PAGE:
Bond Street Books – $32.00
The new novel from the beloved New York Times bestselling author of The Boy in the Striped Pajamas and The Heart’s Invisible Furies, a seductive Highsmithian psychodrama following one brilliant, ruthless man who will stop at nothing in his pursuit of fame.
If you look hard enough, you can find stories pretty much anywhere. They don’t even have to be your own. Or so would-be writer Maurice Swift decides very early on in his career. A chance encounter in a West Berlin hotel with celebrated novelist Erich Ackermann gives him an opportunity to ingratiate himself with someone more powerful. For Erich is lonely, and he has a story to tell. Whether or not he should do so is another matter.
Once Maurice has made his name, he sets off in pursuit of other people’s stories. He doesn’t care where he finds them–or to whom they belong–as long as they help him rise to the top. Stories will make him famous but they will also make him beg, borrow and steal. They may even make him do worse.
A psychological drama of cat and mouse, A Ladder to the Sky shows how easy it is to achieve the world if you are prepared to sacrifice your soul.
Farrar, Straus and Giroux – $34.00
Inspired by the story of John Walker Lindh, the “American Taliban,” Whiting Award–winning author John Wray explores the circumstances that could impel a young American to abandon identity and home to become an Islamist militant.
Like many other eighteen-year-olds, Aden Sawyer is intently focused on a goal: escape from her hometown. Her plan will take her far from her mother’s claustrophobic house, where the family photos have all been turned to face the wall; far from the influence of her domineering father—a professor of Islamic studies—and his new wife.
Aden’s dream, however, is worlds removed from conventional fantasies of teen rebellion: she is determined to travel to Peshawar, Pakistan, to study Islam at a madrasa. To do so, she takes on a new identity, disguising herself as a young man named Suleyman. Aden fully commits to this new life, even burning her passport to protect her secret. But once she is on the ground, she finds herself in greater danger than she could possibly have imagined. Faced with violence, disillusionment, and loss, Aden must make choices that will test not only her faith but also her most fundamental understanding of who she is, and that will set her on a wild, fateful course toward redemption by blood. John Wray’s Godsend is a coming-of-age novel like no other.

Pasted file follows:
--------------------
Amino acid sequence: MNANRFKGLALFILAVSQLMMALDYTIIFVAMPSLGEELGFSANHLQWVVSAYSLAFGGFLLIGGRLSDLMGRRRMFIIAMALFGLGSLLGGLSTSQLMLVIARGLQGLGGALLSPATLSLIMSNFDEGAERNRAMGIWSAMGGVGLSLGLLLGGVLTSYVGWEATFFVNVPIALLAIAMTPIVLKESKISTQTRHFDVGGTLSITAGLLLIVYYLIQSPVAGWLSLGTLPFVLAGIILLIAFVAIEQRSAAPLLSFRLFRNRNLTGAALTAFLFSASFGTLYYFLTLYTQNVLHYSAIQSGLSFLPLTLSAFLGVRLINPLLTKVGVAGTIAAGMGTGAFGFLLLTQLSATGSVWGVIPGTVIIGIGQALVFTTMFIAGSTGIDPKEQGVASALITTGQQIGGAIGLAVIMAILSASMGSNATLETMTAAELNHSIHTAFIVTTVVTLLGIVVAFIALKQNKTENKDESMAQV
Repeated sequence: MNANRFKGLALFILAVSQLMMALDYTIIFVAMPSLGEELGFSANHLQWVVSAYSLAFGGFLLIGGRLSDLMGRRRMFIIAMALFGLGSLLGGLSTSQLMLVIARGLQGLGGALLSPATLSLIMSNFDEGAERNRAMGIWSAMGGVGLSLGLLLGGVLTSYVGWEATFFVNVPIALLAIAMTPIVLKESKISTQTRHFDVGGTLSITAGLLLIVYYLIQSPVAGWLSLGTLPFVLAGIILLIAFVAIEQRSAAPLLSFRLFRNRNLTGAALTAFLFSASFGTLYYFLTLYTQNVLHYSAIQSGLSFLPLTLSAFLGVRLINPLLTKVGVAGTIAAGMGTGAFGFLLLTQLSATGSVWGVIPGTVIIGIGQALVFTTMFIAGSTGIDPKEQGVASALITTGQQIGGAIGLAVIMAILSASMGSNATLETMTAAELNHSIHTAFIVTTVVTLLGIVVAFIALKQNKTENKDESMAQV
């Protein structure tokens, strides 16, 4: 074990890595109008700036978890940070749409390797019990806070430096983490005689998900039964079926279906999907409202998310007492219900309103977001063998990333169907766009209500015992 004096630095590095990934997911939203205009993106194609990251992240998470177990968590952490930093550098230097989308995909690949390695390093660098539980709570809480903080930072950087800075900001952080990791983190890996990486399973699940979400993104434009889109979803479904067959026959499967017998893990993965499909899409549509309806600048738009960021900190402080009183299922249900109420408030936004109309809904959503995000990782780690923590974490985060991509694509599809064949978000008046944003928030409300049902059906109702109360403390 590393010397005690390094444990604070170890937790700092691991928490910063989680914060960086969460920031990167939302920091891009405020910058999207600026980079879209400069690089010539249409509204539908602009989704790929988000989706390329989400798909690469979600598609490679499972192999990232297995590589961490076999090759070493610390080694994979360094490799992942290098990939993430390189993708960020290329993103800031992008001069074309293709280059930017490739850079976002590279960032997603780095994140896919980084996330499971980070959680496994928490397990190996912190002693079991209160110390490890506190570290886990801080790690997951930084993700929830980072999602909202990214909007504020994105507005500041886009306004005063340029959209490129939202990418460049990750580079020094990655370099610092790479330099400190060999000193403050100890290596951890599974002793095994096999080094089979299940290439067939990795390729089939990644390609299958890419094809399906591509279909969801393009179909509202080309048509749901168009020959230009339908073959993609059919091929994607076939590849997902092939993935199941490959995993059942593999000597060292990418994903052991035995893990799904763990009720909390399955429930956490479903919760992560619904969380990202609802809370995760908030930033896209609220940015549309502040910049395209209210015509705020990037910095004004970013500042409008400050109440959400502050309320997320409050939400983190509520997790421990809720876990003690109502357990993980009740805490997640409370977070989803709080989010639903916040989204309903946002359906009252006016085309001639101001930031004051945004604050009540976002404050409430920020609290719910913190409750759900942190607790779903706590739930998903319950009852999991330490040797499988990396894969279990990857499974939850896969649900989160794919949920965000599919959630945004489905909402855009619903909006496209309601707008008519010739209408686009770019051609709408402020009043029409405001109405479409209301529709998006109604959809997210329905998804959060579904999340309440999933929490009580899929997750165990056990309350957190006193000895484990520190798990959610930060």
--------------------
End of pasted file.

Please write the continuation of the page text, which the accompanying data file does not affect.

Riverhead Books – $36.00
A couple’s tranquil life abroad is irrevocably transformed by the arrival of their son’s widow and children, in the latest from Somalia’s most celebrated novelist.
For decades, Gacalo and Mugdi have lived in Oslo, where they’ve led a peaceful, largely assimilated life and raised two children. Their beloved son, Dhaqaneh, however, is driven by feelings of alienation to jihadism in Somalia, where he kills himself in a suicide attack. The couple reluctantly offers a haven to his family. But on arrival in Oslo, their daughter-in-law cloaks herself even more deeply in religion, while her children hunger for the freedoms of
their new homeland, a rift that will have lifealtering consequences for the entire family.
Set against the backdrop of real events, North of Dawn is a provocative, devastating story of love, loyalty, and national identity that asks whether it is ever possible to escape a legacy of violence–and if so, at what cost.
Simon & Schuster – $37.99
For the first time, the full, explosive record of the unthinkable: how a US president compromised American foreign policy in exchange for financial gain and covert election assistance.
Looking back at this moment, historians will ask if Americans knew they were living through the first case of criminal conspiracy between an American presidential candidate turned commander in chief and a geopolitical enemy. The answer might be: it was hard to see the whole picture. The stories coming in from across the globe have often seemed fantastical: clandestine meetings in foreign capitals, secret recordings in a Moscow hotel, Kremlin agents infiltrating the Trump inner circle…